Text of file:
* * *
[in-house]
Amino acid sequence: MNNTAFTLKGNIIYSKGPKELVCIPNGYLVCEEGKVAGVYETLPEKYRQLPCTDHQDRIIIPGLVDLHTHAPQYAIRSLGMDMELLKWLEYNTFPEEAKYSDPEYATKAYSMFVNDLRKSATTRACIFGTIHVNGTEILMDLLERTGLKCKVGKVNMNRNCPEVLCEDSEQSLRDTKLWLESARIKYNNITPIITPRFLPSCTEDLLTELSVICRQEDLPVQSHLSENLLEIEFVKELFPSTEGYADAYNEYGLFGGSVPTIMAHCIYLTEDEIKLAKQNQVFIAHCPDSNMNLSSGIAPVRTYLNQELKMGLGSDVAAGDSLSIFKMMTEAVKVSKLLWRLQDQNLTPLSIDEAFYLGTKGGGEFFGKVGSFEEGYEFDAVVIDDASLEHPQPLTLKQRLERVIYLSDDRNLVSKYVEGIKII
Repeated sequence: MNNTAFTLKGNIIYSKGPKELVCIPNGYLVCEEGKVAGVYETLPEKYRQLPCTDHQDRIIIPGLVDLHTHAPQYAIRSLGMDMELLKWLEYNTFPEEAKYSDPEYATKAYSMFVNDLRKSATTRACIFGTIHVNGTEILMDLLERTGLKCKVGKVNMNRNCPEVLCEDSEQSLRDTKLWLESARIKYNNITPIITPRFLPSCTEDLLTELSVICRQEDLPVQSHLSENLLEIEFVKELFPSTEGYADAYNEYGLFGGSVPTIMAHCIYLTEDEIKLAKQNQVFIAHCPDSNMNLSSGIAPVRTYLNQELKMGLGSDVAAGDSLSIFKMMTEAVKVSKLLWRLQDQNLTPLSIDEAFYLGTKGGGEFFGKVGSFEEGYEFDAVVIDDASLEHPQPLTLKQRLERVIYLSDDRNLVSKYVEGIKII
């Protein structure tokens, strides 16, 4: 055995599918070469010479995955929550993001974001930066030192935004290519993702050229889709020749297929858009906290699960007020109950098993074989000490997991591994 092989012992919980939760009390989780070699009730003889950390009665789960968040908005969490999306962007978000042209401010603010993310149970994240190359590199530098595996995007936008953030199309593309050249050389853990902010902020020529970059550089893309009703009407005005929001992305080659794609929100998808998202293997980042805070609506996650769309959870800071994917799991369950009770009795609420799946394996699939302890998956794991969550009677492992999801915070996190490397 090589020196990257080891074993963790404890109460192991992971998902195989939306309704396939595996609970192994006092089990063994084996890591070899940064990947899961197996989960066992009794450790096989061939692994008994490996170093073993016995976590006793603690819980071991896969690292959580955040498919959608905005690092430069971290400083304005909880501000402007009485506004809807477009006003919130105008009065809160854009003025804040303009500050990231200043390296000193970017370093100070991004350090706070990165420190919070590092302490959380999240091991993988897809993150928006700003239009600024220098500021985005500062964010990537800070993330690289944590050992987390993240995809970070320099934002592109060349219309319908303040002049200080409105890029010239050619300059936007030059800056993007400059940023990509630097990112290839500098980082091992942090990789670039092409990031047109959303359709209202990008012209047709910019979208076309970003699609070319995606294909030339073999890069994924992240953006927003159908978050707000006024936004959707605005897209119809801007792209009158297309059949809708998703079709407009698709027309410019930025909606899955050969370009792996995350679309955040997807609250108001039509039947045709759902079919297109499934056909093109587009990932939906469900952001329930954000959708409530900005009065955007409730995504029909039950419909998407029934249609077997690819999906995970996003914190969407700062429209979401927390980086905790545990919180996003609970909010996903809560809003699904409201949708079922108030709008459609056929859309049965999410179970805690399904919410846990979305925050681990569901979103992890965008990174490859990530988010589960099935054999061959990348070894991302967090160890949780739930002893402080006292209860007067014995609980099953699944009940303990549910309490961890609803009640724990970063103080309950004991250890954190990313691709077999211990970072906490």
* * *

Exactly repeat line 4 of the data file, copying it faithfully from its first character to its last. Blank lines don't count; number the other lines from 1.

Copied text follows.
């Protein structure tokens, strides 16, 4: 055995599918070469010479995955929550993001974001930066030192935004290519993702050229889709020749297929858009906290699960007020109950098993074989000490997991591994 092989012992919980939760009390989780070699009730003889950390009665789960968040908005969490999306962007978000042209401010603010993310149970994240190359590199530098595996995007936008953030199309593309050249050389853990902010902020020529970059550089893309009703009407005005929001992305080659794609929100998808998202293997980042805070609506996650769309959870800071994917799991369950009770009795609420799946394996699939302890998956794991969550009677492992999801915070996190490397 090589020196990257080891074993963790404890109460192991992971998902195989939306309704396939595996609970192994006092089990063994084996890591070899940064990947899961197996989960066992009794450790096989061939692994008994490996170093073993016995976590006793603690819980071991896969690292959580955040498919959608905005690092430069971290400083304005909880501000402007009485506004809807477009006003919130105008009065809160854009003025804040303009500050990231200043390296000193970017370093100070991004350090706070990165420190919070590092302490959380999240091991993988897809993150928006700003239009600024220098500021985005500062964010990537800070993330690289944590050992987390993240995809970070320099934002592109060349219309319908303040002049200080409105890029010239050619300059936007030059800056993007400059940023990509630097990112290839500098980082091992942090990789670039092409990031047109959303359709209202990008012209047709910019979208076309970003699609070319995606294909030339073999890069994924992240953006927003159908978050707000006024936004959707605005897209119809801007792209009158297309059949809708998703079709407009698709027309410019930025909606899955050969370009792996995350679309955040997807609250108001039509039947045709759902079919297109499934056909093109587009990932939906469900952001329930954000959708409530900005009065955007409730995504029909039950419909998407029934249609077997690819999906995970996003914190969407700062429209979401927390980086905790545990919180996003609970909010996903809560809003699904409201949708079922108030709008459609056929859309049965999410179970805690399904919410846990979305925050681990569901979103992890965008990174490859990530988010589960099935054999061959990348070894991302967090160890949780739930002893402080006292209860007067014995609980099953699944009940303990549910309490961890609803009640724990970063103080309950004991250890954190990313691709077999211990970072906490």